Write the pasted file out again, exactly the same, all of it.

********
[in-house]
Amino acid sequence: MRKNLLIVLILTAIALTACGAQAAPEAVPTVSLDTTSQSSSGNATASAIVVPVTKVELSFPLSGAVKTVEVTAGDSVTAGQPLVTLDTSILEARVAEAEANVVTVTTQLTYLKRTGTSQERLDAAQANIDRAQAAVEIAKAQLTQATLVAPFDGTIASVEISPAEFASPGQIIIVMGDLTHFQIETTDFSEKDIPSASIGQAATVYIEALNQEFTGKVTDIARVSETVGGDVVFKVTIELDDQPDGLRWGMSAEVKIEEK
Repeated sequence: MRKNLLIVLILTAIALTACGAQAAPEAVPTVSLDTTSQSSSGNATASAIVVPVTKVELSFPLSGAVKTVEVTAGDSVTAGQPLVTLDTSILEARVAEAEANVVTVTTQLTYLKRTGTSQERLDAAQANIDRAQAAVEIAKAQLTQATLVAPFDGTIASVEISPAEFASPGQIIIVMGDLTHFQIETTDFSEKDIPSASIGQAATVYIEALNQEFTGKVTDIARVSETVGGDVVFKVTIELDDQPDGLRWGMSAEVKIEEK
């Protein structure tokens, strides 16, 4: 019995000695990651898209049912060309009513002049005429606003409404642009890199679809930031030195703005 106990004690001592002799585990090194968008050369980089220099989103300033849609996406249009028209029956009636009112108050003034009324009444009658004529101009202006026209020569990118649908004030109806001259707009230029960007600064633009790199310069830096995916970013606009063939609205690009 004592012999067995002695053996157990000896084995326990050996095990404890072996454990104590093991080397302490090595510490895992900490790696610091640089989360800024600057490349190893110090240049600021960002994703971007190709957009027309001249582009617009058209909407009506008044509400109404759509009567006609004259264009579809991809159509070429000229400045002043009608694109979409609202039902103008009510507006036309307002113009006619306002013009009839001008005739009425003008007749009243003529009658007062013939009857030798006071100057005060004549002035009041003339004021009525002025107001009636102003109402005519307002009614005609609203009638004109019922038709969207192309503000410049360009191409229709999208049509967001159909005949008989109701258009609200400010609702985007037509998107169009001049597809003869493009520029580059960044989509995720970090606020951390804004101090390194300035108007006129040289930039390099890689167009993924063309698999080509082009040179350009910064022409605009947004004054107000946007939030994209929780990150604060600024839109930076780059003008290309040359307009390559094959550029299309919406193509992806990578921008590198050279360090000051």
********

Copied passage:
[in-house]
Amino acid sequence: MRKNLLIVLILTAIALTACGAQAAPEAVPTVSLDTTSQSSSGNATASAIVVPVTKVELSFPLSGAVKTVEVTAGDSVTAGQPLVTLDTSILEARVAEAEANVVTVTTQLTYLKRTGTSQERLDAAQANIDRAQAAVEIAKAQLTQATLVAPFDGTIASVEISPAEFASPGQIIIVMGDLTHFQIETTDFSEKDIPSASIGQAATVYIEALNQEFTGKVTDIARVSETVGGDVVFKVTIELDDQPDGLRWGMSAEVKIEEK
Repeated sequence: MRKNLLIVLILTAIALTACGAQAAPEAVPTVSLDTTSQSSSGNATASAIVVPVTKVELSFPLSGAVKTVEVTAGDSVTAGQPLVTLDTSILEARVAEAEANVVTVTTQLTYLKRTGTSQERLDAAQANIDRAQAAVEIAKAQLTQATLVAPFDGTIASVEISPAEFASPGQIIIVMGDLTHFQIETTDFSEKDIPSASIGQAATVYIEALNQEFTGKVTDIARVSETVGGDVVFKVTIELDDQPDGLRWGMSAEVKIEEK
């Protein structure tokens, strides 16, 4: 019995000695990651898209049912060309009513002049005429606003409404642009890199679809930031030195703005 106990004690001592002799585990090194968008050369980089220099989103300033849609996406249009028209029956009636009112108050003034009324009444009658004529101009202006026209020569990118649908004030109806001259707009230029960007600064633009790199310069830096995916970013606009063939609205690009 004592012999067995002695053996157990000896084995326990050996095990404890072996454990104590093991080397302490090595510490895992900490790696610091640089989360800024600057490349190893110090240049600021960002994703971007190709957009027309001249582009617009058209909407009506008044509400109404759509009567006609004259264009579809991809159509070429000229400045002043009608694109979409609202039902103008009510507006036309307002113009006619306002013009009839001008005739009425003008007749009243003529009658007062013939009857030798006071100057005060004549002035009041003339004021009525002025107001009636102003109402005519307002009614005609609203009638004109019922038709969207192309503000410049360009191409229709999208049509967001159909005949008989109701258009609200400010609702985007037509998107169009001049597809003869493009520029580059960044989509995720970090606020951390804004101090390194300035108007006129040289930039390099890689167009993924063309698999080509082009040179350009910064022409605009947004004054107000946007939030994209929780990150604060600024839109930076780059003008290309040359307009390559094959550029299309919406193509992806990578921008590198050279360090000051």